It's hard to believe the wispy-haired little boy I brought home from the hospital when he was less than a day old is this 6-foot-2-inch galoot who will be graduating high school in 6 weeks. How is the shy kid that I had to pull out from under counters and podiums because he couldn't stand anyone to look at him the same guy who addresses audiences without fear, acts like a goof in broad daylight and strikes ridiculous poses in thoroughly public places? You just never know how they're going to turn out, I guess.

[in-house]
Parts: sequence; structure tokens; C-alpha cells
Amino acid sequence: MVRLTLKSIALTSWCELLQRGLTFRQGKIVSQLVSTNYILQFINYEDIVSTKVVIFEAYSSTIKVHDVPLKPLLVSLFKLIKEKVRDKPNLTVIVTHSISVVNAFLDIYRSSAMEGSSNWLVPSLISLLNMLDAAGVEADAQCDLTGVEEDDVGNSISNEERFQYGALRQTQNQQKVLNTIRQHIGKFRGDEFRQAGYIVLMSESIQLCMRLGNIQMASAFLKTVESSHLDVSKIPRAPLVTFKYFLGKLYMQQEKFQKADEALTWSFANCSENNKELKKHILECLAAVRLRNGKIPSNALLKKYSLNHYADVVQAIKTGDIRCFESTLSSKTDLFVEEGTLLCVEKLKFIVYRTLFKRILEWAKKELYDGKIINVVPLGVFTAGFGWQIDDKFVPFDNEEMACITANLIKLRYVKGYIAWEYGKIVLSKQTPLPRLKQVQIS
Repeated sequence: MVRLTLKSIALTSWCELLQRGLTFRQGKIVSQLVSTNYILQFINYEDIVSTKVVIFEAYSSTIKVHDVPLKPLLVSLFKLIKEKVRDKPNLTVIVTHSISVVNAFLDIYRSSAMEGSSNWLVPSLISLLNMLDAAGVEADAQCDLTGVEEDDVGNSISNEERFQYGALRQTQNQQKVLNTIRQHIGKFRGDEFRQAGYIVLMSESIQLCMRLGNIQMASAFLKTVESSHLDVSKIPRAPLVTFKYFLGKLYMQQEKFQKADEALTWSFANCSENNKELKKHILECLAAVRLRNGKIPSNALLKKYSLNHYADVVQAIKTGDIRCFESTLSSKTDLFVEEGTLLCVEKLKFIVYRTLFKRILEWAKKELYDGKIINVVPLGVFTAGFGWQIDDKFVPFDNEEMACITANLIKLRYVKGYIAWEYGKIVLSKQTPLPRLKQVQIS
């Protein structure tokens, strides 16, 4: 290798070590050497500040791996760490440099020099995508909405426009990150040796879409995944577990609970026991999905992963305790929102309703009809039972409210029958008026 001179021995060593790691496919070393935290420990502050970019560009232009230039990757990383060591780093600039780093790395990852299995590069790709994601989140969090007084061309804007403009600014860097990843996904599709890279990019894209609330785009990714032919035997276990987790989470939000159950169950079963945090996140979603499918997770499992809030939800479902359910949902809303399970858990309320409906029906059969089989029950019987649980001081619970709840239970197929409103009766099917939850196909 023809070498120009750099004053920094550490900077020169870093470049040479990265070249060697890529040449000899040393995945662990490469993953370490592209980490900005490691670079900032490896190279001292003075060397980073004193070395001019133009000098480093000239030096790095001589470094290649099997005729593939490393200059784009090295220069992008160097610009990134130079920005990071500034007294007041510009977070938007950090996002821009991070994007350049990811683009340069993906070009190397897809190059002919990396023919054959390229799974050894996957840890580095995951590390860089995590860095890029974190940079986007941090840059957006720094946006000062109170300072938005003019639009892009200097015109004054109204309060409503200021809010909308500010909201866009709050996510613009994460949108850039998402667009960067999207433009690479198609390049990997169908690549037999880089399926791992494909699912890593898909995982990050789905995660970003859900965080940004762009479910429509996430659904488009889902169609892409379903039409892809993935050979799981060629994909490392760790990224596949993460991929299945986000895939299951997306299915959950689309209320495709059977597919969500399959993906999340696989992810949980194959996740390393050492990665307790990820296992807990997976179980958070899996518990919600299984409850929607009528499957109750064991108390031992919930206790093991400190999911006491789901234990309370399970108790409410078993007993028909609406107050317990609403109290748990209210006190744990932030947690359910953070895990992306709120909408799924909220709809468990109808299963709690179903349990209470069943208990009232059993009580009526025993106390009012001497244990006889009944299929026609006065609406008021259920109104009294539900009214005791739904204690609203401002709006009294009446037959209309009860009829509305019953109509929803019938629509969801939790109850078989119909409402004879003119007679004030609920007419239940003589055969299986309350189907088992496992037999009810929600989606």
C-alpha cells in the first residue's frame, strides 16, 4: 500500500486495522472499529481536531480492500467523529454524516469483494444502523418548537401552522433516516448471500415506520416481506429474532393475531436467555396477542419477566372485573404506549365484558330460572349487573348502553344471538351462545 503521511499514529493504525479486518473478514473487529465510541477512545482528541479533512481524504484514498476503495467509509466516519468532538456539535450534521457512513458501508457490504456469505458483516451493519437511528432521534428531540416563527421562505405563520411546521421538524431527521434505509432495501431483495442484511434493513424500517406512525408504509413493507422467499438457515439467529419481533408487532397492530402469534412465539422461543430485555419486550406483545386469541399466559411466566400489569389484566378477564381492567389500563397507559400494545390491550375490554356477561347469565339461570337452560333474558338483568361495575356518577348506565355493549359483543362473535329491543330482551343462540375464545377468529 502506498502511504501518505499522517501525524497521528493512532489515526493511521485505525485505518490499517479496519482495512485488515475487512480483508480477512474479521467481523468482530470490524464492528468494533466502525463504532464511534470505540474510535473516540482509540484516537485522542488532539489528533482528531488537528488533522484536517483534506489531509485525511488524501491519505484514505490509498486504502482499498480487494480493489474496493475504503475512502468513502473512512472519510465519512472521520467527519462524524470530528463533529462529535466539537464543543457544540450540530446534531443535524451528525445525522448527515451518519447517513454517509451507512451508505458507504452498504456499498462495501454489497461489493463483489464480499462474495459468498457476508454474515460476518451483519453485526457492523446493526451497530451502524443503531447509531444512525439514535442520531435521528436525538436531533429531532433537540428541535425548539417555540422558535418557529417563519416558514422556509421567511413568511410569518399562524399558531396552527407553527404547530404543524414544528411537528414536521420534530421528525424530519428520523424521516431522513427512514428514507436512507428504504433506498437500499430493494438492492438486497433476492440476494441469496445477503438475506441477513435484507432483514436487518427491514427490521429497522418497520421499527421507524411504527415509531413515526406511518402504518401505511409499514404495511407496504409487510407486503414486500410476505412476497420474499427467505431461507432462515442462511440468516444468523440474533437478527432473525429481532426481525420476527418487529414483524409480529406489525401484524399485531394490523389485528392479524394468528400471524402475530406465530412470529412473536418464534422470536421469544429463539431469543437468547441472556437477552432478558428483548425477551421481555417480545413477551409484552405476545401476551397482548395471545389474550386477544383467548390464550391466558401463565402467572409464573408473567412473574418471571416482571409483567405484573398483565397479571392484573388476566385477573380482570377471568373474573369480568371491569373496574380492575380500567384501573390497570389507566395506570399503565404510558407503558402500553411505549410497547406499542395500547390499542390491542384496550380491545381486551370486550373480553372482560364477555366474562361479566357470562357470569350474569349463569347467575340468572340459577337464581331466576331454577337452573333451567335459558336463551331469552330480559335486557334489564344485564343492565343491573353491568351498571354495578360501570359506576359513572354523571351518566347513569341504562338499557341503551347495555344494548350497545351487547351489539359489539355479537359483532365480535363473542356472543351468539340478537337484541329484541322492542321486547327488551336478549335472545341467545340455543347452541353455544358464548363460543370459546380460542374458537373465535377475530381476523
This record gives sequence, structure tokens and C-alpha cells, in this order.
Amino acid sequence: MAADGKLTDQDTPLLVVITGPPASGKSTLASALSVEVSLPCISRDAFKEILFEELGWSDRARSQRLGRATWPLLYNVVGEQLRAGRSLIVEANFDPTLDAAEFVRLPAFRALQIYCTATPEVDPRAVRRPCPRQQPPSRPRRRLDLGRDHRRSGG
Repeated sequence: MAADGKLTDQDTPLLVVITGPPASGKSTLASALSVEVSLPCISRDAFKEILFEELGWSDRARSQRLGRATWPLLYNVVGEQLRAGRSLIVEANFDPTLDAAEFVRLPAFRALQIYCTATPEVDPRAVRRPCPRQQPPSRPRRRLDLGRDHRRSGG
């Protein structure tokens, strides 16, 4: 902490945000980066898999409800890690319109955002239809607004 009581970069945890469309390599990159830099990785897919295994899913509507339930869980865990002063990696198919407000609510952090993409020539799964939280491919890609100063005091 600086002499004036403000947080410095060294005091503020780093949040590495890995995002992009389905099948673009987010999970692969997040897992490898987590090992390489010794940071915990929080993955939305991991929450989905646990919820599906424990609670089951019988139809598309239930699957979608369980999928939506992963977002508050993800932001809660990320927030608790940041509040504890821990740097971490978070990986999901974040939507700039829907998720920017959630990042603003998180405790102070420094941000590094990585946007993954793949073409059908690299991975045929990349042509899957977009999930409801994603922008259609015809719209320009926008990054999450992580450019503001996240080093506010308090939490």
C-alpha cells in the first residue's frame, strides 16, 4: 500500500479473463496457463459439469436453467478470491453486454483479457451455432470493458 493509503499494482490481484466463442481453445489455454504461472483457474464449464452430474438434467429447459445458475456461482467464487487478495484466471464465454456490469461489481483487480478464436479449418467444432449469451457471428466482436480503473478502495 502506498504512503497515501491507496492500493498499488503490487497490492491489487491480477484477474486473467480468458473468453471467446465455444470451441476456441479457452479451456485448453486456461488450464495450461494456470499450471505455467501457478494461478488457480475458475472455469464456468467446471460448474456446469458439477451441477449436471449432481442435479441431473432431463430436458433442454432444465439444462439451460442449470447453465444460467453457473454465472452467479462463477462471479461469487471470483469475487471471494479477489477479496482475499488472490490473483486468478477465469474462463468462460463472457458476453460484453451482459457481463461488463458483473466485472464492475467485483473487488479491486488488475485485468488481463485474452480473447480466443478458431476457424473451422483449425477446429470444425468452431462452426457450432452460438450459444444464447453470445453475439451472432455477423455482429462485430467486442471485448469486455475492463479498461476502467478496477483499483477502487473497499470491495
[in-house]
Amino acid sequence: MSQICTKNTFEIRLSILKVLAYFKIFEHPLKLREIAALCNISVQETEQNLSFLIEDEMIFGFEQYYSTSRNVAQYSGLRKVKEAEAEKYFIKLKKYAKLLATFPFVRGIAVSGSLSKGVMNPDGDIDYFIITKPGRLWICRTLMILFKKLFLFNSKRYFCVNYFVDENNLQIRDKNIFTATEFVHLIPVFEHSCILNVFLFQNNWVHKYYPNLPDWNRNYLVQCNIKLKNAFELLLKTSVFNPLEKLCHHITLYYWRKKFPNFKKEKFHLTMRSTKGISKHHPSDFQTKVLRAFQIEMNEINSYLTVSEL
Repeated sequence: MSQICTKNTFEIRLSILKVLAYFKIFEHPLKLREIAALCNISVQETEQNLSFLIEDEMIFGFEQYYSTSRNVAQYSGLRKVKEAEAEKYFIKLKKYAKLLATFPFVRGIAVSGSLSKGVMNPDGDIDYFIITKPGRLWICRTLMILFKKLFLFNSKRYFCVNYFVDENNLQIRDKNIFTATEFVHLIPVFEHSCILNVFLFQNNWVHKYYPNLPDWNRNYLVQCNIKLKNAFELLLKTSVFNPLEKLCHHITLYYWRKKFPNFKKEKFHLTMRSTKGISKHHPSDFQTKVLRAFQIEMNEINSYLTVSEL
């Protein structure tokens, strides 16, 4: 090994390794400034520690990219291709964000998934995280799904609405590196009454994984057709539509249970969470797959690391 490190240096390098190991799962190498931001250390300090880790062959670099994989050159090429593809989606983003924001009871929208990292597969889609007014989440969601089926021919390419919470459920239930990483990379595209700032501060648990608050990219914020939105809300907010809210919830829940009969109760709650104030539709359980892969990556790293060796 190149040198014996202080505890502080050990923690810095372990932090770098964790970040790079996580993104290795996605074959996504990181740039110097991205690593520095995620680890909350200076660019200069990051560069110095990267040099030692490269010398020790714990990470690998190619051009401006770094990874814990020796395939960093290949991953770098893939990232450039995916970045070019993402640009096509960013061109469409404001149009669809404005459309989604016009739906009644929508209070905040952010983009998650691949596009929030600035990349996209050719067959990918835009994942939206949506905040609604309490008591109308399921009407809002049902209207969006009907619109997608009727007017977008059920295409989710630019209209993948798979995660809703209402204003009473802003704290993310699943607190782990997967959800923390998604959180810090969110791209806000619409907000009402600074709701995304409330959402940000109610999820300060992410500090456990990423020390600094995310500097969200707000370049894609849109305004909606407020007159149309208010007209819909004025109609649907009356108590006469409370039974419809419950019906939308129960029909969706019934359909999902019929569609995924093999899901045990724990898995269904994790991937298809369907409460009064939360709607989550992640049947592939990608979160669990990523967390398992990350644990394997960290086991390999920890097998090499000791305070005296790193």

I'm excited for the adventures and experiences I know are awaiting him, but I have to tell you, I'm going to miss having him around. He brightens my life; he makes me laugh; he drives us crazy with his whatever-the-male-equivalent-of Ethel-Merman-singing-is. He loves us. And we love him.
I can't wait to see what comes next for Adam when he ventures off the farm. I'm going to miss that hollandaise sauce, though.
Love from the farm,